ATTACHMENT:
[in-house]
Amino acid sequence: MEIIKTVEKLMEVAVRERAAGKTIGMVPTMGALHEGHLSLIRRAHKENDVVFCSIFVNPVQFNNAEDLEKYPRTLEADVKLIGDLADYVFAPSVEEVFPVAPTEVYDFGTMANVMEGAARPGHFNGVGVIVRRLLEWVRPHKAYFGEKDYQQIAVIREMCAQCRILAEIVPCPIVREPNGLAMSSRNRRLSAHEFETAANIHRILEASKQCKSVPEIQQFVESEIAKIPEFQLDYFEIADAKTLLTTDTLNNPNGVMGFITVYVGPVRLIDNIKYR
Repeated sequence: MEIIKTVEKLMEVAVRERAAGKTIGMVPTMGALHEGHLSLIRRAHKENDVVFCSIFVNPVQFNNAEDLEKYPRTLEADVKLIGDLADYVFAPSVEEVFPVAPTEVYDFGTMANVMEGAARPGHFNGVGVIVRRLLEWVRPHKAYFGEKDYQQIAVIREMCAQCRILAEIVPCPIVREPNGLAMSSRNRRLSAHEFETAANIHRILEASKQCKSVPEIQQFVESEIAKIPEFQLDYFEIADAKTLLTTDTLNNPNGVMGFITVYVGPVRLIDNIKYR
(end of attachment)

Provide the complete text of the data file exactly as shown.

[in-house]
Amino acid sequence: MEIIKTVEKLMEVAVRERAAGKTIGMVPTMGALHEGHLSLIRRAHKENDVVFCSIFVNPVQFNNAEDLEKYPRTLEADVKLIGDLADYVFAPSVEEVFPVAPTEVYDFGTMANVMEGAARPGHFNGVGVIVRRLLEWVRPHKAYFGEKDYQQIAVIREMCAQCRILAEIVPCPIVREPNGLAMSSRNRRLSAHEFETAANIHRILEASKQCKSVPEIQQFVESEIAKIPEFQLDYFEIADAKTLLTTDTLNNPNGVMGFITVYVGPVRLIDNIKYR
Repeated sequence: MEIIKTVEKLMEVAVRERAAGKTIGMVPTMGALHEGHLSLIRRAHKENDVVFCSIFVNPVQFNNAEDLEKYPRTLEADVKLIGDLADYVFAPSVEEVFPVAPTEVYDFGTMANVMEGAARPGHFNGVGVIVRRLLEWVRPHKAYFGEKDYQQIAVIREMCAQCRILAEIVPCPIVREPNGLAMSSRNRRLSAHEFETAANIHRILEASKQCKSVPEIQQFVESEIAKIPEFQLDYFEIADAKTLLTTDTLNNPNGVMGFITVYVGPVRLIDNIKYR